3) In the Church of the Magdalene, the priesthood would not be one of exclusivity, but instead, would empower a priesthood of ALL believers.  EVERY SINGLE PERSON would be ordained into their unique, special and necessary mission for the betterment of humankind and our world.  Some would be ordained as healers, teachers, counselors, prophets, welcomers, nourishers, sustainers, supporters, stewards of the environment, growers, inspirers, bringers of beauty, shadow walkers, hand holders, receivers of healing and compassion, etc. etc. etc.  Yes, some would be called and empowered to pastor and lead communities, but this role would be no more important than any other vocation.  All are needed….all are empowered.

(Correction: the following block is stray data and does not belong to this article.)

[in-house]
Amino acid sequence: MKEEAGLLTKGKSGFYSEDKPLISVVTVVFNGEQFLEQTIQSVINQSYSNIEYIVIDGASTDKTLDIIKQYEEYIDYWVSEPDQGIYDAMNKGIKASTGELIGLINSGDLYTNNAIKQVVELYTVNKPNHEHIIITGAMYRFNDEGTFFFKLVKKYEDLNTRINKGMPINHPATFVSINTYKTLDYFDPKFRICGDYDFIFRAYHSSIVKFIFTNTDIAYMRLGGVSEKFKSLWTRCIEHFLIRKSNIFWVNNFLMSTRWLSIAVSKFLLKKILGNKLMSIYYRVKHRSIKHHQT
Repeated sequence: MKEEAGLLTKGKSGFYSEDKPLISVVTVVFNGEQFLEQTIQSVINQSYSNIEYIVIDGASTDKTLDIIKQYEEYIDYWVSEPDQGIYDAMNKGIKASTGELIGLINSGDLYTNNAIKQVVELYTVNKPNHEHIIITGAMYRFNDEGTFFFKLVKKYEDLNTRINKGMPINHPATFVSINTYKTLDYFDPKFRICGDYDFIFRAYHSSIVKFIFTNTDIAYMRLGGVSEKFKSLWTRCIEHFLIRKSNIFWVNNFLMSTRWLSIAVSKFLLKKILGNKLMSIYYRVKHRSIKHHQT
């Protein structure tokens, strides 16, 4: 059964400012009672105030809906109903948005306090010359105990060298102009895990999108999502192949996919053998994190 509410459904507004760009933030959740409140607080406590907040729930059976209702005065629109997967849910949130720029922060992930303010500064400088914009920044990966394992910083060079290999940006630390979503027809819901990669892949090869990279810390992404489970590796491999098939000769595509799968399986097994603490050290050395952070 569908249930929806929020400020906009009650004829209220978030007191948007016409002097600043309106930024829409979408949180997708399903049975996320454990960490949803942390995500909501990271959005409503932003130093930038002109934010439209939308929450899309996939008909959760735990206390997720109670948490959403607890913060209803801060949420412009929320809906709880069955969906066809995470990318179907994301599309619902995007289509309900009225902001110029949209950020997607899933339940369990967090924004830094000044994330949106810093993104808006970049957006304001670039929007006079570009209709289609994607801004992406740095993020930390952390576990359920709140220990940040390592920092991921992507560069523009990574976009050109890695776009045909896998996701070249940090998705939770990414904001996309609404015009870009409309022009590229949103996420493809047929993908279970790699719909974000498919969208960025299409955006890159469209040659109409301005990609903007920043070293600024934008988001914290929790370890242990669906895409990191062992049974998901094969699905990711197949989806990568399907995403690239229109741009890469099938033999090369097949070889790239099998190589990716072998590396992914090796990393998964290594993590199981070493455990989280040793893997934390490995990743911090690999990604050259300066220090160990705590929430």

4) The Church of the Magdalene would be less about showing up for church to “fulfill your Sunday obligation” or to receive your “get out of hell free” card.  The Church of Magdalene would also be less about watching and more about doing.  In the Church of the Magdalene, everyone is the presider.  We gather together to share our lives, our stories, our journeys and we do so through contemplative prayer, as Jesus did.  Then, we are all empowered to go out and do the work that Jesus calls us to do.  Love one another.  Heal the sick.  Feed the hungry.  Give sight to the blind.  Set captives free.  In this way, it is all Eucharist. And if there is a sacred meal to be shared, it could just as well be cookies and milk as bread and wine.  In the Church of the Magdalene….Christ is ever-present…in the word, in the people, in the prayer, in our sorrows and in our joys, in the rivers and the trees, in the very air we breathe – and we are invited to see the world in this way!